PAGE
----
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Rancid Rugs

By: Helena Stratford - Updated: 23 Dec 2012 | comments*Discuss
Rancid Rugs

Gone are the days when the maid would take the rugs outdoors and beat them. Now, with our central heating, double glazing and busy lives our rugs rarely get an airing.

But maybe we should think again…

What’s Wrong With Our Rugs?

Rugs can also be hard to keep clean just by vacuuming. Unlike carpets, many rugs are chosen specifically for their comfort and decorative look such as oriental hand-knotted rugs, pure wool rugs, long-haired, shag pile, or boucle.

However, these fibres tend to trap contaminants and micro-organisms and possibly hold on to them for years. One report suggests that in an old, much used rug, as much as 8 times the weight of the original rug can be dirt. Certainly, one of the problems lies in that the thick texture of such rugs makes it much harder to wash or Hoover them effectively.

Rugs Can Cause Asthma

Rugs, just like carpets and bedding can harbour dust. Long-haired or wool rugs in particular are very efficient at trapping the dust particles within the rug and despite vacuuming, may keep hold of them for years. This will ensure a very happy home for a large amount of dust mites – hundreds of thousands, if not millions in fact.

Dust mites are microscopic creatures that eat our shed dead skin. They multiply quickly in the right environment and love wool for its warmth and moisture-retaining properties.

But these little critters are responsible for producing strong allergens in their excrement (yes, I know – Yuck!), and will trigger attacks in 85 percent of asthma suffers. They also affect non-asthmatics as well, producing hay-fever type symptoms such as runny nose and itching eyes. Vacuuming does help, but because of their ability to hang tightly to the wool with their claws, the only way to really reduce their numbers or get rid of them is to put the rug out in freezing temperatures to kill them, or to have it dry-cleaned.

Chemicals In Rugs

But the dust mites can be the least of your problems. Our indoor air pollution can be as much as five times worse than the air outside, some scientists have stated due in part to pollutants being trapped within rug pile.

If the rugs are synthetic, then the chances are they will have been produced using petroleum by-products – a hugely intensive and non-environmentally sound industry. They will also have been sprayed with chemicals to help the rug resist moisture and soil, as well as fire retardants which emit persistent and harmful chemicals into the atmosphere.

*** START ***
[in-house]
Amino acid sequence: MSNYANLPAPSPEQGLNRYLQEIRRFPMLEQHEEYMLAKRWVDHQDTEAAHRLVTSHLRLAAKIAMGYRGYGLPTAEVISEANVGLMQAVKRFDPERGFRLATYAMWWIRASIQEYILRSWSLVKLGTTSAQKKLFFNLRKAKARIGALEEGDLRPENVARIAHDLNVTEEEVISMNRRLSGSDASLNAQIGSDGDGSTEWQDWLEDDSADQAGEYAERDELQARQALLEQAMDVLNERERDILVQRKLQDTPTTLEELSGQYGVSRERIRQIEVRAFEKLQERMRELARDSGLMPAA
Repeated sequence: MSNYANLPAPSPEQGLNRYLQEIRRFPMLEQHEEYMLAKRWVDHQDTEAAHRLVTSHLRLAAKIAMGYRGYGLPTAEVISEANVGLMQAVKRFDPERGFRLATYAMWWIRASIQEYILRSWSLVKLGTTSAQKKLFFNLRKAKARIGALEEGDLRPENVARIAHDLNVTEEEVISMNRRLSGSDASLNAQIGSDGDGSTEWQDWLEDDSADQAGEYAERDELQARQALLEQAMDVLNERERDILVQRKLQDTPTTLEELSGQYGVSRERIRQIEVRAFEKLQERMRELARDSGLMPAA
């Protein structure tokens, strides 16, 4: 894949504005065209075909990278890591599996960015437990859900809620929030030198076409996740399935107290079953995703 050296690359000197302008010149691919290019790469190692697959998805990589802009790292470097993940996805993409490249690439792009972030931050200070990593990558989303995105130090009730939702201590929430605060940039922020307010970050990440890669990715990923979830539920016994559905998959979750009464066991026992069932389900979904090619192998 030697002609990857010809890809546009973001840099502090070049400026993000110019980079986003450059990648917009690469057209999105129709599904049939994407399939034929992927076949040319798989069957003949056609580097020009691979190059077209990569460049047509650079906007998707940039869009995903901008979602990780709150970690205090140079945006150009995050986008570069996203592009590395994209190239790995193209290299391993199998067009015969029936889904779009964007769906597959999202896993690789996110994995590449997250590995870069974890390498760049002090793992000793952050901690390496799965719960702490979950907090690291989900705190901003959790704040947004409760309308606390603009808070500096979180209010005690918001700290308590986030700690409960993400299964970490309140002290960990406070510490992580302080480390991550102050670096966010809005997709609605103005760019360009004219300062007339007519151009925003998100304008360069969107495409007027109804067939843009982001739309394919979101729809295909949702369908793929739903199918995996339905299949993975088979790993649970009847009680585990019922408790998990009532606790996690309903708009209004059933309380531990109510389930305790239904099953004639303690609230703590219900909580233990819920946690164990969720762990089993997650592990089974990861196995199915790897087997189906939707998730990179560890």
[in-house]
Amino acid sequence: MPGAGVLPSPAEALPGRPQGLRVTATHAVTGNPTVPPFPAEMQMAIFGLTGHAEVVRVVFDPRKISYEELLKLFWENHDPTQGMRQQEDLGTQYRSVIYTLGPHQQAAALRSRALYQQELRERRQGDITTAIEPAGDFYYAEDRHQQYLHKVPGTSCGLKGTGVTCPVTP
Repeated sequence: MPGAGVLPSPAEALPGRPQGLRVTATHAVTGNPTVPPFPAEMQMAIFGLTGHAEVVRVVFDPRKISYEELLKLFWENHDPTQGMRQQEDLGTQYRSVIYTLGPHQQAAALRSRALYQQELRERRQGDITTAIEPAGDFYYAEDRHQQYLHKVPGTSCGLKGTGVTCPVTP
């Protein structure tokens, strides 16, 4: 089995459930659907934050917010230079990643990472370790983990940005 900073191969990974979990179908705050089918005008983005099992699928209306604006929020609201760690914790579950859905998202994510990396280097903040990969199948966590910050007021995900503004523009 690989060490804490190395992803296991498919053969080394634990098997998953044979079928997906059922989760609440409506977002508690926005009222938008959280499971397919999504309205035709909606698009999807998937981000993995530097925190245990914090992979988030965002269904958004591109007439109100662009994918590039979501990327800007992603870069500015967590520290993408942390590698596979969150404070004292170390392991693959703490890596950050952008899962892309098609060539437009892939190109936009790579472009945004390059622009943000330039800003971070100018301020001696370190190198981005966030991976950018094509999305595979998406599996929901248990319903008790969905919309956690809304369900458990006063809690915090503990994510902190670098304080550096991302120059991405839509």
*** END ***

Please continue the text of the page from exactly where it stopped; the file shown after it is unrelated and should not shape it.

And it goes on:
These have been found to penetrate the blood stream and potentially affect the endocrine system.

It is not yet known how the chemicals are entering the blood stream, but one theory is that they are being caught in the dust that settles on the rug and which is then moved around.

And even if your rugs are pure wool – a sound environmental choice – they can still become contaminated, not only with toxic dust from other objects in the room, but through soils and pesticides carried on the bottom of shoes or from an insect spray which has been used in the room. This seems hard to believe, but America’s Environmental Protection Agency estimates that at least 80% of people’s exposure the pesticides, is from indoors rather than outside.


Sad fact though it is, your pet is likely at some point, to get fleas. Fleas exist on and near to the animal – most often cats and dogs. Eggs are usually laid near to where the animal is used to resting, so if this is on your rug in front of the fire, beware! The eggs are ‘hidden’ under the rug or pet bedding, or wherever they are living, hatch out and stay put for another 200 days as larvae.

Regular vacuuming and washing will help but if the fleas persist, then steam cleaning should do the trick.

Carpet Beetles

Notice a bald patch at the edge of your rug or even whole patches of rug being swallowed but the Hoover? Well, it may be that you have an infestation of carpet beetles.

They usually originate from birds nests under the eaves and find their way into the home via the roof attracted by the warmth. The beetles will then lay up to 200 eggs in any material of animal origin - such as your wool rug – in the spring and summer.

Most advice given is to vacuum and use a pesticide but a chemical-free solution is to apply some diatomaceous earth for a week before re-vacuuming the infested area.

Protect Your Children!

So next time you watch your toddler rolling around on the rug, think of their health and go back to beating it outside (not the child, the rug, you understand).

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